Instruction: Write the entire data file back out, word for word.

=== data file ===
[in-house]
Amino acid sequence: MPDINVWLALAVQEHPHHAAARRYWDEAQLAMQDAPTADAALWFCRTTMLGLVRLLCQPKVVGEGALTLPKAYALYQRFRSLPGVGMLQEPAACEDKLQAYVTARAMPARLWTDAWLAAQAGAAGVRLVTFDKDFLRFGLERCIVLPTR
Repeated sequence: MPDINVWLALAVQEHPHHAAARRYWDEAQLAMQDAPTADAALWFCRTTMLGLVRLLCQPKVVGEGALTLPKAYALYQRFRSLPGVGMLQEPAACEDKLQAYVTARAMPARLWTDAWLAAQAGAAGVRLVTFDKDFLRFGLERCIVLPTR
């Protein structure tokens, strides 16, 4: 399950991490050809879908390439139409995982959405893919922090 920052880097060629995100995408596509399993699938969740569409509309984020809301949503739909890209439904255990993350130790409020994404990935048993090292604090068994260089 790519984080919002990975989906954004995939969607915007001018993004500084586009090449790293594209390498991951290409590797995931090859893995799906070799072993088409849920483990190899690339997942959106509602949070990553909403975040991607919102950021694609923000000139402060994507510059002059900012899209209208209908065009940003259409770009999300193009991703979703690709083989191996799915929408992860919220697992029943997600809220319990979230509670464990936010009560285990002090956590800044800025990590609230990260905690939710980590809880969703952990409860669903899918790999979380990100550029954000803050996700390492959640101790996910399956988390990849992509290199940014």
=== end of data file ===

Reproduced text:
[in-house]
Amino acid sequence: MPDINVWLALAVQEHPHHAAARRYWDEAQLAMQDAPTADAALWFCRTTMLGLVRLLCQPKVVGEGALTLPKAYALYQRFRSLPGVGMLQEPAACEDKLQAYVTARAMPARLWTDAWLAAQAGAAGVRLVTFDKDFLRFGLERCIVLPTR
Repeated sequence: MPDINVWLALAVQEHPHHAAARRYWDEAQLAMQDAPTADAALWFCRTTMLGLVRLLCQPKVVGEGALTLPKAYALYQRFRSLPGVGMLQEPAACEDKLQAYVTARAMPARLWTDAWLAAQAGAAGVRLVTFDKDFLRFGLERCIVLPTR
């Protein structure tokens, strides 16, 4: 399950991490050809879908390439139409995982959405893919922090 920052880097060629995100995408596509399993699938969740569409509309984020809301949503739909890209439904255990993350130790409020994404990935048993090292604090068994260089 790519984080919002990975989906954004995939969607915007001018993004500084586009090449790293594209390498991951290409590797995931090859893995799906070799072993088409849920483990190899690339997942959106509602949070990553909403975040991607919102950021694609923000000139402060994507510059002059900012899209209208209908065009940003259409770009999300193009991703979703690709083989191996799915929408992860919220697992029943997600809220319990979230509670464990936010009560285990002090956590800044800025990590609230990260905690939710980590809880969703952990409860669903899918790999979380990100550029954000803050996700390492959640101790996910399956988390990849992509290199940014």